Coming Soon ……

Soon be time for Christmas …….

What a year 2020 has been so far! Nothing has been normal nor is it likely to get any different anytime soon. Christmas is just around the corner – 62 days to be precise – and it will be a different one, possibly difficult too, for most of us.

I came back to work on the 1st October after several months of absence, picked up some pencils and paints and made a start on designing new cards and tags for this year. I have not yet started on anything larger as there are less opportunities for showing due to the coronavirus pandemic restrictions. It has indeed been a strange year. However, major changes to the way we work and live gives rise to developing other ways to promote and market. I am now building more of an online presence and reducing the face-to-face events which have been non-existent since the beginning of this year. In 2021 this is likely to continue and may even become the new ‘normal’.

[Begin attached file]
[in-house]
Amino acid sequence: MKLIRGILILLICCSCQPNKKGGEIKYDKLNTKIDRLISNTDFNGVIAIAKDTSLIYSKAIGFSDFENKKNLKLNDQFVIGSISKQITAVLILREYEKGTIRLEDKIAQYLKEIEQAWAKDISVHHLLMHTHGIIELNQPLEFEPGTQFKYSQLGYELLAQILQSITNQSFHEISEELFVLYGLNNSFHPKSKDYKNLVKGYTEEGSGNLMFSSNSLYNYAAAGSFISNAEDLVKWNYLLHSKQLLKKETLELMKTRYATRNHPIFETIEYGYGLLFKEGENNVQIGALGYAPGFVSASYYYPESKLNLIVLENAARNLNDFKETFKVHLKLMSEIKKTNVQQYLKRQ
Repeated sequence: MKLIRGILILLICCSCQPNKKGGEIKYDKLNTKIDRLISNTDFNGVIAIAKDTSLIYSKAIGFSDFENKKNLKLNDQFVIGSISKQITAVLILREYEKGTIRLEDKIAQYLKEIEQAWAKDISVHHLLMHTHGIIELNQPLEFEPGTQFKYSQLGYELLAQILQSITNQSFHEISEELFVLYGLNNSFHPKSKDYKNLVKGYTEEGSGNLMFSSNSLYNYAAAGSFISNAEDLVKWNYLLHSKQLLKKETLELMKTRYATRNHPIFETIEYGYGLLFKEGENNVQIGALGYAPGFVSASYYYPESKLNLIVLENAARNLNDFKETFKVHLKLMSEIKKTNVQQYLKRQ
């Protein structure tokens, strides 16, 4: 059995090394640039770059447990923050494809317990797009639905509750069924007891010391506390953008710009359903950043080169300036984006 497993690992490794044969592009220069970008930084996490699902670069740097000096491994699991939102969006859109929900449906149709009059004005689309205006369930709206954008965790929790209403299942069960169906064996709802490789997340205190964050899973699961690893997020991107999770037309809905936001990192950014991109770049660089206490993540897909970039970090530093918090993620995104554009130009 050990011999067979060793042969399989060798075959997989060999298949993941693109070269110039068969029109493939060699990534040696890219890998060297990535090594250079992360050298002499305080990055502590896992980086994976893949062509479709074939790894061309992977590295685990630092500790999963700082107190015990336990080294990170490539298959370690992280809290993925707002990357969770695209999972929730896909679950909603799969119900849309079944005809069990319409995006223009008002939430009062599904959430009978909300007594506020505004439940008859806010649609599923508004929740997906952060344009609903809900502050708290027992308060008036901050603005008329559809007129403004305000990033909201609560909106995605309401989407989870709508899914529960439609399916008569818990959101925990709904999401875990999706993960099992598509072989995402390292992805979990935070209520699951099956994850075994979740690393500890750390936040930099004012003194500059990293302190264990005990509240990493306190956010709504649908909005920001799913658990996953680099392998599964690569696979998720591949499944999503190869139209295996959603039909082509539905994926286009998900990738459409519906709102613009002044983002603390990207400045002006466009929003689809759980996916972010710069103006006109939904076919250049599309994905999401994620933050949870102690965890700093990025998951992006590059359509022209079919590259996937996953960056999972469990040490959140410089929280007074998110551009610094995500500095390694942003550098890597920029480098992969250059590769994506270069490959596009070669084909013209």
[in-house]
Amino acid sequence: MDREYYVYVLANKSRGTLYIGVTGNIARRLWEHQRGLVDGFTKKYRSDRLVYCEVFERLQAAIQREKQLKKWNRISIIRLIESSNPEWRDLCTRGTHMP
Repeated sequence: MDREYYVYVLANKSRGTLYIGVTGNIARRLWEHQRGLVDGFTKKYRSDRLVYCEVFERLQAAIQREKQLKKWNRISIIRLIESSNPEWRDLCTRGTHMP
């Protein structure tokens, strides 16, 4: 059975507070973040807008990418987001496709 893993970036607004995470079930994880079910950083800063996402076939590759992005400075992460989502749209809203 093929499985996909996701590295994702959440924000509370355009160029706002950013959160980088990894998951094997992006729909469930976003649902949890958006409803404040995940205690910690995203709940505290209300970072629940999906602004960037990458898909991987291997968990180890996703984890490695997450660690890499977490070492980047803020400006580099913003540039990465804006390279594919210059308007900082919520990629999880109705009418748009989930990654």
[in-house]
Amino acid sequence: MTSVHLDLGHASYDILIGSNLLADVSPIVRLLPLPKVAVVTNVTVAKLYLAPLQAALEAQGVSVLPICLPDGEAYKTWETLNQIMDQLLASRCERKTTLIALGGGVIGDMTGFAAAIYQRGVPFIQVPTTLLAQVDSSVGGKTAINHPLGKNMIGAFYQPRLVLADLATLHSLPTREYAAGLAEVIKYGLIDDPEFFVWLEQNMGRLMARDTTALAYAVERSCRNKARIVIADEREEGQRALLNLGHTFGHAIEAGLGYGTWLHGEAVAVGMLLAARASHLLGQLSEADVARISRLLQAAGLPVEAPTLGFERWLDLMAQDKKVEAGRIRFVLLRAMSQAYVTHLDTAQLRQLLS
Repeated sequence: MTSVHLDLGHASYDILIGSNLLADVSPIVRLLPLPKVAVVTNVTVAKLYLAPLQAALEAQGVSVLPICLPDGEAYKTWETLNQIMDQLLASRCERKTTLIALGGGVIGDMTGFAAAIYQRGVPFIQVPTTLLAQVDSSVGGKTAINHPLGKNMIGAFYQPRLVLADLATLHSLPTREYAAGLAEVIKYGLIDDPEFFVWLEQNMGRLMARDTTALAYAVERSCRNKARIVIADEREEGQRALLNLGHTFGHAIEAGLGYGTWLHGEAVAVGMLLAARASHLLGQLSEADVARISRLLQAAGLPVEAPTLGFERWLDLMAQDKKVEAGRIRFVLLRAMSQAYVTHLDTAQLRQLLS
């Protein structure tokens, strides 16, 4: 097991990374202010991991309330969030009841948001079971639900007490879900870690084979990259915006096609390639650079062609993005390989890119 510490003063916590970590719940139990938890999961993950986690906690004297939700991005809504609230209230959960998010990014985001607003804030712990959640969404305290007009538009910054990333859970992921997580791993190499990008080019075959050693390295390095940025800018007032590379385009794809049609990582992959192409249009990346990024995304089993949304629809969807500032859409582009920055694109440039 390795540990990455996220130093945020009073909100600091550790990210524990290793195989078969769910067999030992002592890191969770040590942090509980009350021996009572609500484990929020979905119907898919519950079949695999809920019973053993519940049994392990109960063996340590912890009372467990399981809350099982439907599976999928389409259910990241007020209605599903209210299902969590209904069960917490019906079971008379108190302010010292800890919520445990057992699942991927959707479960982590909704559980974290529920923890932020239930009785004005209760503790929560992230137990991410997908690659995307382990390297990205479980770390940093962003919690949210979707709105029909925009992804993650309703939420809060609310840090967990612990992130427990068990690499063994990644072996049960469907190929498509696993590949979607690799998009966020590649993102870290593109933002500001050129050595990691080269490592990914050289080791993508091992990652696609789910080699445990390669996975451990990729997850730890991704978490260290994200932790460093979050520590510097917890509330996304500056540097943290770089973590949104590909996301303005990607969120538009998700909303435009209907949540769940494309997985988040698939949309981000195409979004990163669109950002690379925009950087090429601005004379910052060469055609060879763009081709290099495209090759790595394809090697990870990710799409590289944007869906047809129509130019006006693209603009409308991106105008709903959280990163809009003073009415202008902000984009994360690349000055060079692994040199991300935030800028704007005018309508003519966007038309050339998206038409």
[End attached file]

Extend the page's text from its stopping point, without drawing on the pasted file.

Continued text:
I feel a bit like a fish out of water in a virtual world but it is quite exciting learning new ways to adapt. I am looking forward to setting up my first online shop to compliment my website. I hope to have something up and running by 1st December, just in time to show and market some of my new Christmas merchandise.

In the meantime, stay safe and look after each other.


So Long ……

….. but not Farewell. It has been such a long time since I have done anything creative. For the last four months I have reached depths of despair and pain that were so beyond my imagination. How does one regain their axis after the loss of their child?